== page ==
The supplier sent us to their supposed source, who had never heard of the plant in question. For six months, we have chased down one lead after another, contacting all of the well-known plant breeders of these type of plants on the West Coast. All dead ends.
Examining the plant in our garden this summer, it occurred to us that the unusual leaf netting must have come from a beschorneria. Comparing the foliage netting of ‘Purple Passion’ to beschornerias in our garden yielded a perfect match, except for the leaf color. The only plant which could have been crossed with a beschorneria to give such leaf color is a manfreda. Hence, our conclusion that our plant is in fact a new bi-generic hybrid, x Beschfreda ‘Purple Passion’ (beschorneria x manfreda).
Since we don’t know which species of beschorneria was used, we are uncertain about potential winter hardiness, but with plants in the ground now, all we need to do is wait for cold weather. Below is a photo of the plant in the garden this week. If you happen to know more of the backstory of this fascinating plant, please let us know.
We love the winter hardy spiderworts, and Tradescantia ‘Pale Puma’ is one of our favorites. This hybrid of two northern Mexican species, T. pallida x sillamontana forms a lovely compact deciduous groundcover. Here it is in the garden this week, colored nicely and awaiting the first frost, which will send it into dormancy. In colder climates, it makes a great hanging basket plant.
Just caught this image of two North American (Northern Mexico) natives snuggled up closely together in the garden. At top is one of the spider lilies, Hymenocallis acutifolia, and wrapped around its ankles is Tradescantia pallida. We truly love Tradescantia pallida as a great combination-enhancing perennial that’s completely winter hardy here in Zone 7b.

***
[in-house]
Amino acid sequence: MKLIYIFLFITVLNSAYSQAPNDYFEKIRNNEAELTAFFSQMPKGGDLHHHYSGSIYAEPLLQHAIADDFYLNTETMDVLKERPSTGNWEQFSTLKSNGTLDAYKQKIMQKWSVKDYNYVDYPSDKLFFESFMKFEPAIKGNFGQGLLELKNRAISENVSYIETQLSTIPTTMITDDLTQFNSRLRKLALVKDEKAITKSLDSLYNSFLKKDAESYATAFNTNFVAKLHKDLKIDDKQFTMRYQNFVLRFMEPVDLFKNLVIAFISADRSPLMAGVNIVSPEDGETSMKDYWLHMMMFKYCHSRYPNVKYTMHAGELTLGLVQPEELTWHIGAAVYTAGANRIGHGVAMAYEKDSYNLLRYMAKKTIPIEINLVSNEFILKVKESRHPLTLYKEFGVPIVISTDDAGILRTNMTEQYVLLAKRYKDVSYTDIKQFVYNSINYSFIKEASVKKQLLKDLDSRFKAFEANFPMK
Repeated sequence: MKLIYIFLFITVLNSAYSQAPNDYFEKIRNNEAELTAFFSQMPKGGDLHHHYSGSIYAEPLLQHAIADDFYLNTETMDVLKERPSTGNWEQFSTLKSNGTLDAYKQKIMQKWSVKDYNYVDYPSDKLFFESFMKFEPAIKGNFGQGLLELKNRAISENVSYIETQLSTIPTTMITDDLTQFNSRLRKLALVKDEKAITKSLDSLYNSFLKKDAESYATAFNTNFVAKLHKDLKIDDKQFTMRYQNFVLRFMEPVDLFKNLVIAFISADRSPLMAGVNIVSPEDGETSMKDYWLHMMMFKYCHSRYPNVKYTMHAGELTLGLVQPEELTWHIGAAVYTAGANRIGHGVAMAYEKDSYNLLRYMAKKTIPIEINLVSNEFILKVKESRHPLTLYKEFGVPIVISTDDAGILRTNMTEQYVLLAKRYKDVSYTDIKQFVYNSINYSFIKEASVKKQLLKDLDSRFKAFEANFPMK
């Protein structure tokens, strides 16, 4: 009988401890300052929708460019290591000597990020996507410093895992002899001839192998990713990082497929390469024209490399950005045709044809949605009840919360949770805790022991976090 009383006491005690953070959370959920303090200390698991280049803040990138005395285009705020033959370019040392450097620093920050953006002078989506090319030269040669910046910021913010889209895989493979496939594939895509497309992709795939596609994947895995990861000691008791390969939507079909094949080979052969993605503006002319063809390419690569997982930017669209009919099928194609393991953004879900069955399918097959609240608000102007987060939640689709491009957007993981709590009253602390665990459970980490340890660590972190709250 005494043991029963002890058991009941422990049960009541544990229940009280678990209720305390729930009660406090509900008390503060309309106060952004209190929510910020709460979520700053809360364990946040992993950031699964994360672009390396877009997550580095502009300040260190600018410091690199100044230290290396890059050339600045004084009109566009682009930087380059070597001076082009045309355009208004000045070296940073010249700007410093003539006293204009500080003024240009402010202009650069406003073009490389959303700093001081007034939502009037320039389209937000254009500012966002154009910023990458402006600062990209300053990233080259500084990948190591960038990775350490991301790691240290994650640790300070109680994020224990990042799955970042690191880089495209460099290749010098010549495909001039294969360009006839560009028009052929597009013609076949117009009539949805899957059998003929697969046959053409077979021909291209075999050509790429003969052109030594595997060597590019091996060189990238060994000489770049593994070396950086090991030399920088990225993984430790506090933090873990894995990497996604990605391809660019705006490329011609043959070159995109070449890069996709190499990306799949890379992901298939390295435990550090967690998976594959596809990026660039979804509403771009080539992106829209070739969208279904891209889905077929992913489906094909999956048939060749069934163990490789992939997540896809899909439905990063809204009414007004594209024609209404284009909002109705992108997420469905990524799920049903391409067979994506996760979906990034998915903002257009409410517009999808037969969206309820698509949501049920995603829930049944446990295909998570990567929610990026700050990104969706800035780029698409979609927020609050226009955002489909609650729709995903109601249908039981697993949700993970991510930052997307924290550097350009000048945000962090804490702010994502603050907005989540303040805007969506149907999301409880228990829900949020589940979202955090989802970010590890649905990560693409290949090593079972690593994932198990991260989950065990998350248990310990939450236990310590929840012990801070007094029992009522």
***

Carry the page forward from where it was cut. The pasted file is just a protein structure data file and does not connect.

If you visit JLBG, it’s hard to miss that we like combinations of purple and gold. Here is a favorite summer combo, planted across from the crevice garden, where we use Rudbeckia speciosa as a foot warmer for Calycanthus ‘Burgundy Spice’…a fun combo using two North American natives.
Sounding more like a soft drink/crayon combination, Orangeola is actually a stunning selection of weeping, dissected, purple-leaf Japanese maple. Our oldest specimen at JLBG is now 27 years old, and measures 5′ tall x 12′ wide…sorry that size doesn’t really match what you’ll find on-line. We think it’s one of the most handsome clones we grow.
Here’s a new image of Colocasia ‘Aloha’ growing in our garden. This 2017 introduction from the breeding work of Dr. John Cho is truly amazing and so unique. This plant is 8 weeks in the ground from a 1 quart pot.
Most popular perennials in the market today are introduced and heavily promoted by marketing companies. Every now and then, however, a superb perennial enters the marketplace without any fanfare or marketing, despite being superior and longer-lived than the patented, highly touted cultivars. Such is the case with Euphorbia ‘Cherokee‘…a fabulous purple-foliaged selection we’ve grown since 1999. Euphorbia x martinii ‘Cherokee’ may not look as great in a container, but it is absolutely incredible in the garden. We hope you’ll give it a try…if you like purple foliage.